The two traces comprising a differential pair, when routed close together, share a certain amount of cross-coupling. This coupling lowers the differential impedance between the traces.
For example, when two 50Ω traces are well-separated, the differential impedance between them should be precisely 2Z0=100Ω. When you jam these traces close together, as you might do to improve routing density, the differential impedance will be a lower value, perhaps something like 82Ω.
If the coupling effect lowers the differential impedance too much for your taste, you can fix it. Just reduce the trace widths, thus raising their impedance. The traces remain coupled, but you can push the differential impedance back up to 100Ω.
What happens to a tightly coupled pair when it traverses an obstacle, such as a via (Figure 1)? If you have room to route both traces on the same side of the obstacle, maintaining their constant separation, no special problems arise. If, on the other hand, you separate the traces to pass by, then the differential impedance in the separated region reverts to its original, uncoupled value of 2Z0. If you have thinned the trace widths to produce exactly 100Ω in the coupled state, then the reverted, uncoupled impedance with skinny traces will exceed 100Ω .
To calculate (approximately) the effects of such a mismatch, let's assume you have a long, uniform transmission line of impedance, Z0. Add to it a short section of mismatched impedance, Z1, having length (in time) T. Further assume that T is much less than the signal rise time (or fall time) TR, so the whole mismatch section acts as a simple lumped-element circuit.
Analysis begins by computing the L and C values corresponding to the mismatched section: L= Z1T, and C =T/Z1. Next, mentally break the full value of inductance L into two pieces, L =L'+LF, with L'=Z02C.
The beauty of breaking up L is that the natural impedance of the combination of L' and C is now exactly Z0, as you can see by forming the ratio of one to the other: L'/C =Z02. Inductor LF represents the excess inductance in the mismatch region above and beyond L'. In other words, you have modeled the mismatch region as a short transmission line of impedance Z0 (comprising L' and C) plus a series inductance, LF. You will next model the reflection generated by component LF.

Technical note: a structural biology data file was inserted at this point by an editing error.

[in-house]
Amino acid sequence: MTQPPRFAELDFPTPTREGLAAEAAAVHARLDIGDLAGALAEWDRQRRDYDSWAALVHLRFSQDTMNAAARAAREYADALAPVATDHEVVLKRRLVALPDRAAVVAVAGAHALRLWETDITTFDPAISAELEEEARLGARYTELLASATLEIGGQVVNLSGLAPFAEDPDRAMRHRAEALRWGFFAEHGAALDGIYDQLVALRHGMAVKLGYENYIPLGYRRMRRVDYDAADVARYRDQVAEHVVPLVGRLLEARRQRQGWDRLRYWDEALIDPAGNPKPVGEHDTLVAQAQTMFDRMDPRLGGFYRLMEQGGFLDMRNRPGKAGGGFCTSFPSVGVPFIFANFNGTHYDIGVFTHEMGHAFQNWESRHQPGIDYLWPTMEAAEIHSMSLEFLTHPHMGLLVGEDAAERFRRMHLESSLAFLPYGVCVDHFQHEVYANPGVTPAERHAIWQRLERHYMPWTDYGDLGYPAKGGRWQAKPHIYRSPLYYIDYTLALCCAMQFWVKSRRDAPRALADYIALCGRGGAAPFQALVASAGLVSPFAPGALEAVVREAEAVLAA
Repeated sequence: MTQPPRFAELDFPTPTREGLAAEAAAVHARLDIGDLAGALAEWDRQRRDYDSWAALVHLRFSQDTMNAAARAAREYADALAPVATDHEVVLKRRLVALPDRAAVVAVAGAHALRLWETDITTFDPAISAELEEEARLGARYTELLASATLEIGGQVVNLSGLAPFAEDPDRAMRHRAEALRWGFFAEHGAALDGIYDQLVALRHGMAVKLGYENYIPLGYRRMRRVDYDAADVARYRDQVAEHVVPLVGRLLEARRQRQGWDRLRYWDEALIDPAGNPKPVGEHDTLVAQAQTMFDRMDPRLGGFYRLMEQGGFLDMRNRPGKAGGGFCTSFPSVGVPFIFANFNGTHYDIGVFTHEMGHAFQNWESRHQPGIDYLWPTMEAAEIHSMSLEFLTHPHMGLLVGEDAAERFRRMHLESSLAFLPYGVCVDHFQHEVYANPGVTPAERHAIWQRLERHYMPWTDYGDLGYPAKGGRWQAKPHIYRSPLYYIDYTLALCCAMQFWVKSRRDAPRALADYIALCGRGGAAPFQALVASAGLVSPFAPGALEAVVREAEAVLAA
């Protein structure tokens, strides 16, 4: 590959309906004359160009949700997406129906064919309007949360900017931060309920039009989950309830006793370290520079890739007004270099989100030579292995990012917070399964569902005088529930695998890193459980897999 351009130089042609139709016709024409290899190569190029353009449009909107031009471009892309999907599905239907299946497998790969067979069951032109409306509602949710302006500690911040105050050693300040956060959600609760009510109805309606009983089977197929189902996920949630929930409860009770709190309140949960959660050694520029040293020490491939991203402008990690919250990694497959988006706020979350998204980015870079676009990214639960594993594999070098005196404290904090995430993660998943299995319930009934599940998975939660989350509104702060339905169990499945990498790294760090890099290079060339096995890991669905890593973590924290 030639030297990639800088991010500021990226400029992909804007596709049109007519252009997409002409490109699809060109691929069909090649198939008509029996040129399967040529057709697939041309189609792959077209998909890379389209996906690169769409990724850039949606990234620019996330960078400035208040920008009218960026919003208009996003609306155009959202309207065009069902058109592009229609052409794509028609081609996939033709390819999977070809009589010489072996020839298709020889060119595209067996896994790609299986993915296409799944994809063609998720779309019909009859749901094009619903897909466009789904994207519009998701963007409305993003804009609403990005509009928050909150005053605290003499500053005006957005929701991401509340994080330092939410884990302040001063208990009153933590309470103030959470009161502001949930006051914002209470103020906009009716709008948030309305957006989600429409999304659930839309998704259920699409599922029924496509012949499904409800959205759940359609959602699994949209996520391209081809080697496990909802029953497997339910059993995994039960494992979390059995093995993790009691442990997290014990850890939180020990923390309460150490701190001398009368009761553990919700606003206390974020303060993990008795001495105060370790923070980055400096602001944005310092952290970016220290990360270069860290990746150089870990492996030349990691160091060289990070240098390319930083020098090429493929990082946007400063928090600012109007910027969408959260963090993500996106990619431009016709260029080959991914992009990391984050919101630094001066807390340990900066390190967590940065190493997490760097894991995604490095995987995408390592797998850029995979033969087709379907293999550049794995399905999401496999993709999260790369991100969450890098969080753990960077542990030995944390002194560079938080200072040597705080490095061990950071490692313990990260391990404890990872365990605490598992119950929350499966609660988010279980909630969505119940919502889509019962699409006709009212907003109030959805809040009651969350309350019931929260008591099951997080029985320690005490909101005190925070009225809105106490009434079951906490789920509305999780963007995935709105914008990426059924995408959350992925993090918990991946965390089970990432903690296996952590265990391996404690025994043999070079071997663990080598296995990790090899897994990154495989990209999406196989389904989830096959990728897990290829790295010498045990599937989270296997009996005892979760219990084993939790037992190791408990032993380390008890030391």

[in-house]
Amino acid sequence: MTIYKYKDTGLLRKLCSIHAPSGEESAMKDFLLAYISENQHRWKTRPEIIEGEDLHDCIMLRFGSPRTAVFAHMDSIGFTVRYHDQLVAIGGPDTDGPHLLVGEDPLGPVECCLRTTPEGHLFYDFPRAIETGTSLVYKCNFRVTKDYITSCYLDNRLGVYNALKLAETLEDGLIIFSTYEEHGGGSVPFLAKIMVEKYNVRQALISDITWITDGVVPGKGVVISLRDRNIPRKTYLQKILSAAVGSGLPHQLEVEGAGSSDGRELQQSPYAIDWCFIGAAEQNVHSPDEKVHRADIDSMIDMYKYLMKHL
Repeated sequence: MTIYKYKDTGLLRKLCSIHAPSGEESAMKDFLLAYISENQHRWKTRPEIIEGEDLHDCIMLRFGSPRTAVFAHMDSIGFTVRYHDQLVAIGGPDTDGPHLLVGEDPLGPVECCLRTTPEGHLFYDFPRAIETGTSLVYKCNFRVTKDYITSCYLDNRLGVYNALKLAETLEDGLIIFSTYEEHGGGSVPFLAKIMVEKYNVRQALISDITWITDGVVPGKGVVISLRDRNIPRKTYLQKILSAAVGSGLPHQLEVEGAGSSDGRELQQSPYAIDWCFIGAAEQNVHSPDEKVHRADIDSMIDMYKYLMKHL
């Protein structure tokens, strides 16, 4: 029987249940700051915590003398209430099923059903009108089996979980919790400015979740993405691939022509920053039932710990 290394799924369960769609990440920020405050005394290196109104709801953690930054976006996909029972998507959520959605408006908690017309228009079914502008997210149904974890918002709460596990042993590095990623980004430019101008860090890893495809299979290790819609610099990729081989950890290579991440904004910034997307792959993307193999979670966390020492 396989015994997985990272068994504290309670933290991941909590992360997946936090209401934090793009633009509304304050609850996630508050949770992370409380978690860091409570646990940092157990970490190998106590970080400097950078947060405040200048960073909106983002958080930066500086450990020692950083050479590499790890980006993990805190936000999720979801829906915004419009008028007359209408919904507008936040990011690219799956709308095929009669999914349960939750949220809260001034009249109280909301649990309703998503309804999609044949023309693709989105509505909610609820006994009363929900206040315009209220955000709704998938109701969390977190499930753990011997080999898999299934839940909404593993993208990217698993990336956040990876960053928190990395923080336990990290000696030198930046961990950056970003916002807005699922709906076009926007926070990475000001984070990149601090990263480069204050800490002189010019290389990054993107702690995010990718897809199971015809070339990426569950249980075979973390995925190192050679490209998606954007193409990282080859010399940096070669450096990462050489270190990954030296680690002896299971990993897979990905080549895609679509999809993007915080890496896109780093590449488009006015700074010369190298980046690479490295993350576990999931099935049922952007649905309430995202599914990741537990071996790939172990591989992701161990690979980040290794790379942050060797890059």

When a fast step input hits an inductive discontinuity of size LF, you get a reflected pulse. The pulse duration equals the rise time of the incoming step. You can approximate the reflection coefficient RL (ratio of reflected pulse height to the incoming step size) as follows:
RL (1/2)(LF/Z0) (1/TR)
Substituting your known expression for LF yields:
Further substituting your basic expressions for L and C gives:
RL (1/2)((TZ1–Z02T/Z1)/ Z0)(1/TR )
And consolidating the terms provides:
That's about the best simple approximation you will find for the case of a short separation between the elements of a differential pair. If you want more accuracy, use a simulator.
In the example of Figure 1, taking the ratio of Z1/Z0 to be (100Ω ) /(82Ω)=1.22, the equation for RL reduces to:
If this amount of signal degradation is troublesome, try thickening the traces in the separated region to match the impedance of the thinner, more highly coupled traces elsewhere.
If you've kept T/TR less than 1/6, you can expect an accuracy of a couple of percentage points from my approximation. If you try to stretch the approximation to a ratio of T/TR as big as 1/3, expect the approximation to be good only to about 20, and beyond that, at T/TR=1/2, it will probably fall completely apart, delivering totally erroneous answers.
The same approximation works for BGA layouts, where signals escaping from the inner rows neck down to pass through the BGA ball field. The neck-down region raises the local trace impedance in a small region.